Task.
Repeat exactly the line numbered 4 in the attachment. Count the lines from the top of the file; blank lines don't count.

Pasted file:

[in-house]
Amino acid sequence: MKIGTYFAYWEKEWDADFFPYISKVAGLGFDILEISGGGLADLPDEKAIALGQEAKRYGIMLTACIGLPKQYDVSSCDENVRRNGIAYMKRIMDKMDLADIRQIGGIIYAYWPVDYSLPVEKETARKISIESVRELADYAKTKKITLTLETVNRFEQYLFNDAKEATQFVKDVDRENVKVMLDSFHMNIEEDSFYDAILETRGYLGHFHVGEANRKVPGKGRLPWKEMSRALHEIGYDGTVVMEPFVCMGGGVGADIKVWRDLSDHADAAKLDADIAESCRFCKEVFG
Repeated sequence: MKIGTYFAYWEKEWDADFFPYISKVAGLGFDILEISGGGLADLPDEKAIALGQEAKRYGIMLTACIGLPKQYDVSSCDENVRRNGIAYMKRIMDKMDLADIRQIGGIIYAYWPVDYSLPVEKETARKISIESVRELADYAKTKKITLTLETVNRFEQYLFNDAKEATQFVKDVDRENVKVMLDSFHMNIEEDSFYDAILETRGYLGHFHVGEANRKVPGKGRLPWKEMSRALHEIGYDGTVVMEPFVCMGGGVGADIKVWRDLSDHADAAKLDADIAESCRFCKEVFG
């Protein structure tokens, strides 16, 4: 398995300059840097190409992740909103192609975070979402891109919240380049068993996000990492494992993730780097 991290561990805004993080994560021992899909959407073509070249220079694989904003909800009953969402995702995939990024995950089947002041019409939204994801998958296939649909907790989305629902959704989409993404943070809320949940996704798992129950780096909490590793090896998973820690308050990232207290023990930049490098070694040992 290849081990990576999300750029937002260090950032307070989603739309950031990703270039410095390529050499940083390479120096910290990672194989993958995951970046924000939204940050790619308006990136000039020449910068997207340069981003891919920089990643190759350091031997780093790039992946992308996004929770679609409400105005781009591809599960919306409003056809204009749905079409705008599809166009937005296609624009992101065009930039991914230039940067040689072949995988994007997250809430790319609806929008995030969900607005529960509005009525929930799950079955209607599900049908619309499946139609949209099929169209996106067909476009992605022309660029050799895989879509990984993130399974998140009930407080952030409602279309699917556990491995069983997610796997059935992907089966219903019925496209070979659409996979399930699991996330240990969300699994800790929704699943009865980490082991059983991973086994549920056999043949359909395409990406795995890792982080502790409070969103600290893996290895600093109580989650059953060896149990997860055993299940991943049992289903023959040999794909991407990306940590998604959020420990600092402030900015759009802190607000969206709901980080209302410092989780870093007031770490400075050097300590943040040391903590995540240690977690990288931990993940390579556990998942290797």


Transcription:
């Protein structure tokens, strides 16, 4: 398995300059840097190409992740909103192609975070979402891109919240380049068993996000990492494992993730780097 991290561990805004993080994560021992899909959407073509070249220079694989904003909800009953969402995702995939990024995950089947002041019409939204994801998958296939649909907790989305629902959704989409993404943070809320949940996704798992129950780096909490590793090896998973820690308050990232207290023990930049490098070694040992 290849081990990576999300750029937002260090950032307070989603739309950031990703270039410095390529050499940083390479120096910290990672194989993958995951970046924000939204940050790619308006990136000039020449910068997207340069981003891919920089990643190759350091031997780093790039992946992308996004929770679609409400105005781009591809599960919306409003056809204009749905079409705008599809166009937005296609624009992101065009930039991914230039940067040689072949995988994007997250809430790319609806929008995030969900607005529960509005009525929930799950079955209607599900049908619309499946139609949209099929169209996106067909476009992605022309660029050799895989879509990984993130399974998140009930407080952030409602279309699917556990491995069983997610796997059935992907089966219903019925496209070979659409996979399930699991996330240990969300699994800790929704699943009865980490082991059983991973086994549920056999043949359909395409990406795995890792982080502790409070969103600290893996290895600093109580989650059953060896149990997860055993299940991943049992289903023959040999794909991407990306940590998604959020420990600092402030900015759009802190607000969206709901980080209302410092989780870093007031770490400075050097300590943040040391903590995540240690977690990288931990993940390579556990998942290797």